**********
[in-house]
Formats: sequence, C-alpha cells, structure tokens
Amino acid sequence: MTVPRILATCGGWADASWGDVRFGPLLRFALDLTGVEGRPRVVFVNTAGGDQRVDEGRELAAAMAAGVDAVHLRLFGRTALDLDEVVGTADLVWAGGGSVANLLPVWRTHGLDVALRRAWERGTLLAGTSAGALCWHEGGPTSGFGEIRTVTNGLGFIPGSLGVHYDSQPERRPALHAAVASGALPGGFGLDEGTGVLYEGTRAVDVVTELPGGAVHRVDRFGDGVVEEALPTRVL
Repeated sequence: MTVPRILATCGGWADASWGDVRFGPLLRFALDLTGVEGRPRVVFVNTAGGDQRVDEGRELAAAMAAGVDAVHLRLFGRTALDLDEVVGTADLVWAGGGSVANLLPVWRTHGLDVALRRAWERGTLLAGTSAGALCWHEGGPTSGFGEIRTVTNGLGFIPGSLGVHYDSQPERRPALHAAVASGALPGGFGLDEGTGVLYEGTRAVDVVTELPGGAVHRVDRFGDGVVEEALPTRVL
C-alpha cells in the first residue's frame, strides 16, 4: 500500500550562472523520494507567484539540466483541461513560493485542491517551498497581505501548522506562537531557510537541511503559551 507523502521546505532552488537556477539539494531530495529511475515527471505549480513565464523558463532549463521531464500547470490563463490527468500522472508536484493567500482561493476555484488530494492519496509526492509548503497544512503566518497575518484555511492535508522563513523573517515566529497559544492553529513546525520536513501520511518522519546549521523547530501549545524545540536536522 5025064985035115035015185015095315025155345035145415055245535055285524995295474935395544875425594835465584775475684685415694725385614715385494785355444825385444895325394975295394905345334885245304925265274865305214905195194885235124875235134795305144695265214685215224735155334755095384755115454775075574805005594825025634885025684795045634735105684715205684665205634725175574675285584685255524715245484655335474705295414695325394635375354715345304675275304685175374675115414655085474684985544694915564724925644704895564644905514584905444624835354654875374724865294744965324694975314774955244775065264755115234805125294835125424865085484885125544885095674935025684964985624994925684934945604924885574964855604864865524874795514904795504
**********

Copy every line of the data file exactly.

[in-house]
Formats: sequence, C-alpha cells, structure tokens
Amino acid sequence: MTVPRILATCGGWADASWGDVRFGPLLRFALDLTGVEGRPRVVFVNTAGGDQRVDEGRELAAAMAAGVDAVHLRLFGRTALDLDEVVGTADLVWAGGGSVANLLPVWRTHGLDVALRRAWERGTLLAGTSAGALCWHEGGPTSGFGEIRTVTNGLGFIPGSLGVHYDSQPERRPALHAAVASGALPGGFGLDEGTGVLYEGTRAVDVVTELPGGAVHRVDRFGDGVVEEALPTRVL
Repeated sequence: MTVPRILATCGGWADASWGDVRFGPLLRFALDLTGVEGRPRVVFVNTAGGDQRVDEGRELAAAMAAGVDAVHLRLFGRTALDLDEVVGTADLVWAGGGSVANLLPVWRTHGLDVALRRAWERGTLLAGTSAGALCWHEGGPTSGFGEIRTVTNGLGFIPGSLGVHYDSQPERRPALHAAVASGALPGGFGLDEGTGVLYEGTRAVDVVTELPGGAVHRVDRFGDGVVEEALPTRVL
C-alpha cells in the first residue's frame, strides 16, 4: 500500500550562472523520494507567484539540466483541461513560493485542491517551498497581505501548522506562537531557510537541511503559551 507523502521546505532552488537556477539539494531530495529511475515527471505549480513565464523558463532549463521531464500547470490563463490527468500522472508536484493567500482561493476555484488530494492519496509526492509548503497544512503566518497575518484555511492535508522563513523573517515566529497559544492553529513546525520536513501520511518522519546549521523547530501549545524545540536536522 5025064985035115035015185015095315025155345035145415055245535055285524995295474935395544875425594835465584775475684685415694725385614715385494785355444825385444895325394975295394905345334885245304925265274865305214905195194885235124875235134795305144695265214685215224735155334755095384755115454775075574805005594825025634885025684795045634735105684715205684665205634725175574675285584685255524715245484655335474705295414695325394635375354715345304675275304685175374675115414655085474684985544694915564724925644704895564644905514584905444624835354654875374724865294744965324694975314774955244775065264755115234805125294835125424865085484885125544885095674935025684964985624994925684934945604924885574964855604864865524874795514904795504